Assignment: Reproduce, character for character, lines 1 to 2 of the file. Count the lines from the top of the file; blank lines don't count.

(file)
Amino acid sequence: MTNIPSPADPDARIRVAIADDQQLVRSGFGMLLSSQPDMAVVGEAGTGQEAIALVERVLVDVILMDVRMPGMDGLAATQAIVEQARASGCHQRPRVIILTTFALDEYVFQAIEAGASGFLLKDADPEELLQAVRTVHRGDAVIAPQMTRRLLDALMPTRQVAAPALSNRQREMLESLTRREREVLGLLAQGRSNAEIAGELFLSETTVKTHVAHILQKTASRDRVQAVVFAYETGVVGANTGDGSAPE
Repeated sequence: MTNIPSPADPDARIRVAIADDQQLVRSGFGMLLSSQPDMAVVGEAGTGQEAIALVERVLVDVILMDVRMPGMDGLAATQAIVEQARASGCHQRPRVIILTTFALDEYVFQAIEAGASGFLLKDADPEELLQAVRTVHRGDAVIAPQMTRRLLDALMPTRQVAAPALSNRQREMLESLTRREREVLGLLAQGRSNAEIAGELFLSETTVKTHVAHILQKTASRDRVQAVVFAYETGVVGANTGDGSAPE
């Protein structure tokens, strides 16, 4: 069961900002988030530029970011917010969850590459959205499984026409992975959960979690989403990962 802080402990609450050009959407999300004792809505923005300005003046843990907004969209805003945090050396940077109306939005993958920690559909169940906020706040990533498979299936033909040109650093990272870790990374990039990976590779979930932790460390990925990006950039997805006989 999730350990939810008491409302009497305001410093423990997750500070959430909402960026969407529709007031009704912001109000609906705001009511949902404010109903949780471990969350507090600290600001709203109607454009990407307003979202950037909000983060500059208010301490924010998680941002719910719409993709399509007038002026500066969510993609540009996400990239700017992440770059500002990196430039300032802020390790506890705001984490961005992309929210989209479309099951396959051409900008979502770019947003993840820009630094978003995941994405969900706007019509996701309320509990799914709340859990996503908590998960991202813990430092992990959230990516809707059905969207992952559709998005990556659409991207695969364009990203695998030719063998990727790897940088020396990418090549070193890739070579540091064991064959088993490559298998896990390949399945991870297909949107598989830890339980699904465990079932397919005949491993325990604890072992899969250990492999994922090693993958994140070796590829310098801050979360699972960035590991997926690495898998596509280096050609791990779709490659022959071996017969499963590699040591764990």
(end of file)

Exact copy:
Amino acid sequence: MTNIPSPADPDARIRVAIADDQQLVRSGFGMLLSSQPDMAVVGEAGTGQEAIALVERVLVDVILMDVRMPGMDGLAATQAIVEQARASGCHQRPRVIILTTFALDEYVFQAIEAGASGFLLKDADPEELLQAVRTVHRGDAVIAPQMTRRLLDALMPTRQVAAPALSNRQREMLESLTRREREVLGLLAQGRSNAEIAGELFLSETTVKTHVAHILQKTASRDRVQAVVFAYETGVVGANTGDGSAPE
Repeated sequence: MTNIPSPADPDARIRVAIADDQQLVRSGFGMLLSSQPDMAVVGEAGTGQEAIALVERVLVDVILMDVRMPGMDGLAATQAIVEQARASGCHQRPRVIILTTFALDEYVFQAIEAGASGFLLKDADPEELLQAVRTVHRGDAVIAPQMTRRLLDALMPTRQVAAPALSNRQREMLESLTRREREVLGLLAQGRSNAEIAGELFLSETTVKTHVAHILQKTASRDRVQAVVFAYETGVVGANTGDGSAPE